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RAPID CITY, S.D. — The South Dakota Supreme Court will be asked to decide whether police investigating the possible statutory rape of a 15-year-old girl needed a warrant to seize a placenta or other materials discarded after an abortion.

It’s a tricky question in South Dakota, where strict laws discourage abortion and many politicians view fetuses as equal to fully formed humans. A deputy state’s attorney argues in this case that the accused can have no expectation of privacy in medical remains and that tissue resulting from an abortion is simply waste, legally the same as household garbage.

The teenager from Rapid City, South Dakota, traveled nearly 400 miles (650 kilometers) to a clinic in Denver to have an abortion in May 2018, the Rapid City Journal reported. During the course of that procedure, the teen mentioned that she had been 15 when she became pregnant by her 25-year-old boyfriend. The age of consent in South Dakota is 16. The state’s only abortion clinic is in Sioux Falls.

The clinic reported the possible rape to Denver police, who turned over a sample of the placenta to a Rapid City detective in June that year. DNA tests confirmed that the boyfriend, Nathan Hankins, could not be excluded as the father, and he was charged in September with fourth-degree rape.

A clinic worker told the detective, Ryan Gebhard, that he didn’t need a warrant to collect the sample because it was considered medical waste and was being used in a criminal investigation, according to a brief filed by Lara Roetzel, chief deputy state’s attorney for Pennington County.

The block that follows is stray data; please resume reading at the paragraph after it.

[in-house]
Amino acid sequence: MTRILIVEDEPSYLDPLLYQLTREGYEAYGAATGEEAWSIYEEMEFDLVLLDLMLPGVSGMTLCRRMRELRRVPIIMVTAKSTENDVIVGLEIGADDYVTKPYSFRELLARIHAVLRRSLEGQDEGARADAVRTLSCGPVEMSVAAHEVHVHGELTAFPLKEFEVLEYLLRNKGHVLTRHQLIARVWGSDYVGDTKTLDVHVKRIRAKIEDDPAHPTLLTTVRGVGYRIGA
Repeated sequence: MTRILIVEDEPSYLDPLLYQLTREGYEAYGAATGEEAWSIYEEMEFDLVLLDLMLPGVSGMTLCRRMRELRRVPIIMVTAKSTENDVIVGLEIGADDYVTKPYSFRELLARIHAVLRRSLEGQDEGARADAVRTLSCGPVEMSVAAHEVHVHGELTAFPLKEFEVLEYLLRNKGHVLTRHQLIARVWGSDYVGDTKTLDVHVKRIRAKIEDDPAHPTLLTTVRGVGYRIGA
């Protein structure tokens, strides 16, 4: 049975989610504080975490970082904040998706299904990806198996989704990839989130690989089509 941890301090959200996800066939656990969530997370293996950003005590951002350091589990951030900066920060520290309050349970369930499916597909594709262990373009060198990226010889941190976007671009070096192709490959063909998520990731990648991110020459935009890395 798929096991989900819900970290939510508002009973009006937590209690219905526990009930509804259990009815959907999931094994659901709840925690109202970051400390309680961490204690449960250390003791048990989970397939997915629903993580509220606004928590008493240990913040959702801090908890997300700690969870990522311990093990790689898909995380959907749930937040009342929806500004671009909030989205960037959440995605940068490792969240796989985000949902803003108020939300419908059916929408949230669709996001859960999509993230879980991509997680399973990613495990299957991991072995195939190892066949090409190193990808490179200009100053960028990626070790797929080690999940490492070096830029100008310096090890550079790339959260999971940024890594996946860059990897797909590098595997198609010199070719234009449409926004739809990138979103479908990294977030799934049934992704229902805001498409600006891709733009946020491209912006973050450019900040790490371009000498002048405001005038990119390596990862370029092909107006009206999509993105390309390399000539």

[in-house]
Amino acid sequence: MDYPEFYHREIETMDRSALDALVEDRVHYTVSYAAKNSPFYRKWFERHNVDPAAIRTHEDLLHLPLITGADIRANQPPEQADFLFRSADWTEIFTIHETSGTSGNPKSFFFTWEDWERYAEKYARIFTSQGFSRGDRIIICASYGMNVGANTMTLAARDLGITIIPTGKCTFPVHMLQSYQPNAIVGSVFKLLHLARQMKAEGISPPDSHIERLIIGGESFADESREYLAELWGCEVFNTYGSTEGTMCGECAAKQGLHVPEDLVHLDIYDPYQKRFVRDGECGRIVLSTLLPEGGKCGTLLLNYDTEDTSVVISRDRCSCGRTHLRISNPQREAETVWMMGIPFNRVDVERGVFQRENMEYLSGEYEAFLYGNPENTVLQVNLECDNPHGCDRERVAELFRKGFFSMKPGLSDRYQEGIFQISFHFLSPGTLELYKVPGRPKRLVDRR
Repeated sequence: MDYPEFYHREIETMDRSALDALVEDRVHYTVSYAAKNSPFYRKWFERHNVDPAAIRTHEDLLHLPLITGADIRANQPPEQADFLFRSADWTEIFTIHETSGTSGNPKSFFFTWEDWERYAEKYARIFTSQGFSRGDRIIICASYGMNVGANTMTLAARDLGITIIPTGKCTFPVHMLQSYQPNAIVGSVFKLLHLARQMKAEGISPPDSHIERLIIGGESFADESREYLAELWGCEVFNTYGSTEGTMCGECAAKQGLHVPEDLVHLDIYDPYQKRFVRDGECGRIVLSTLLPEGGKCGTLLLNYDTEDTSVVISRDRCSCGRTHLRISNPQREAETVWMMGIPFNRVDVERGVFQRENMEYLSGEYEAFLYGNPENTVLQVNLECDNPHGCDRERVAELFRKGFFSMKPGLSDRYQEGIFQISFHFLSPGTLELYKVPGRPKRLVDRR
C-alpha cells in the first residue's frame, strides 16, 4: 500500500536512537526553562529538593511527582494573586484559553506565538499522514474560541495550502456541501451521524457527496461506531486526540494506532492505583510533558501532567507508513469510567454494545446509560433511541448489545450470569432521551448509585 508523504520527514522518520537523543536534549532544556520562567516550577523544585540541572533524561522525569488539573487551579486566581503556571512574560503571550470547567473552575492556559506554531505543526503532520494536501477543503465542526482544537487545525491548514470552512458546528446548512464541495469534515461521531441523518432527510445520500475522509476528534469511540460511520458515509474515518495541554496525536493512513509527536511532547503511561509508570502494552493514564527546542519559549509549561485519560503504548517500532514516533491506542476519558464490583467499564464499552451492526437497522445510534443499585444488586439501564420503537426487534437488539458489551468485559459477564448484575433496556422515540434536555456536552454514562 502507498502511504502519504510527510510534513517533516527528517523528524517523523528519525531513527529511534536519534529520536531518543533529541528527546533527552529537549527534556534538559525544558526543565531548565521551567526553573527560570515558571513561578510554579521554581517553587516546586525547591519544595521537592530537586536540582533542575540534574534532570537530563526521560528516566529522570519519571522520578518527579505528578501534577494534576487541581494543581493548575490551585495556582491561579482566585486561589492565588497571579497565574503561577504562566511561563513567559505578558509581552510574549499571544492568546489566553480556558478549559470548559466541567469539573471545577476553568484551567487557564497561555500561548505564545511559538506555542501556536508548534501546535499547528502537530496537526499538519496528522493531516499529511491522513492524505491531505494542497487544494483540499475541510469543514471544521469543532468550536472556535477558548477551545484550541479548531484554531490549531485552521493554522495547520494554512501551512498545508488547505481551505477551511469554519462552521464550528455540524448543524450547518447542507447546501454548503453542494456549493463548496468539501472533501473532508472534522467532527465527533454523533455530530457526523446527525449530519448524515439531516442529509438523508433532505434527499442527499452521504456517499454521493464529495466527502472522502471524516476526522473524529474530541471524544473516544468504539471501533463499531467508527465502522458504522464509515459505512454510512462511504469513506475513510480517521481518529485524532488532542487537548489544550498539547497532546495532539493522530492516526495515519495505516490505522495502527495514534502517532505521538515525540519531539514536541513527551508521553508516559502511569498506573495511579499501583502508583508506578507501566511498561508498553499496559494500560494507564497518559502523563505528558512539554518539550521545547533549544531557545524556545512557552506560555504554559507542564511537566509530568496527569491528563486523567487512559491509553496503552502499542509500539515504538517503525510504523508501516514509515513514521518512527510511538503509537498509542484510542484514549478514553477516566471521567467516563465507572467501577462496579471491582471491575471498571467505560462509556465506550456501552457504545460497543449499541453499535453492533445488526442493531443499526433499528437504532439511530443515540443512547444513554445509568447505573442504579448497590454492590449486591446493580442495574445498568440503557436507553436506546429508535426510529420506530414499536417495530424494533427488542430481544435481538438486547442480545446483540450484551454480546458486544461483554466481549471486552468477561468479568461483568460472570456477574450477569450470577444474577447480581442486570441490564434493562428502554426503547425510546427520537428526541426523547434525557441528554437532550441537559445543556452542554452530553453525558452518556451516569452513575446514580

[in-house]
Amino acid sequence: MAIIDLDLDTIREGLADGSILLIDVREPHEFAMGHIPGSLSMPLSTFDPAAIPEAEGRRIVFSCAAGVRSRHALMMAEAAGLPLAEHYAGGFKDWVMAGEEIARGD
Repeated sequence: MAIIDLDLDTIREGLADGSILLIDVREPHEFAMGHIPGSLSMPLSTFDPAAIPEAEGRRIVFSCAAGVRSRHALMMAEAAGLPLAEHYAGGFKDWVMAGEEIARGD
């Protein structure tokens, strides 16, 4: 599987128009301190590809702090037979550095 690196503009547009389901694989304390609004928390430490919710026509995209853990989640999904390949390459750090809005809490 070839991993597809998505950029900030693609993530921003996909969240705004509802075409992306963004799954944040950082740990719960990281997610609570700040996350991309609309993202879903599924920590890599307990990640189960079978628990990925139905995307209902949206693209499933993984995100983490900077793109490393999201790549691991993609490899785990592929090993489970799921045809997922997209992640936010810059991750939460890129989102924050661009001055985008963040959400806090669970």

Hankins’ defense team argued that taking the placenta without a warrant violated his Fourth Amendment rights against unreasonable searches and seizures. While he approved of the abortion and knew the clinic would obtain and dispose of the remains, that didn’t mean he expected or consented for the material to be handed over to the police, attorney Martha Rossiter said.

“It really should shock people” that police officers can take body parts without a warrant the way they can take evidence from a trash can on a public sidewalk, Rossiter said.

Last week, Judge Jeff Davis rejected a defense motion to throw out the placenta evidence, saying the evidence was obtained in keeping with Colorado laws and medical practices.

Rossiter said the defense will appeal Davis’ decision to the South Dakota Supreme Court.

The prosecutor and defense attorney said they weren’t aware of any other South Dakota case that has used a placenta as evidence, but the prosecutor noted that one of the Colorado officers testified that he’s taken placenta samples about 12 times without a warrant, and that those seizures have never been challenged in court.

“To believe that society does not appreciate some expectation of privacy in medical remains would be shocking … this is not analogous to leaving a cup in the trash on the side of the road,” the defense lawyers wrote in a brief.

Roetzel said Colorado law and U.S. Supreme Court rulings make it clear that fathers have no right to prevent or be notified of an abortion, and therefore fathers have no control over or privacy interests in the results of an abortion.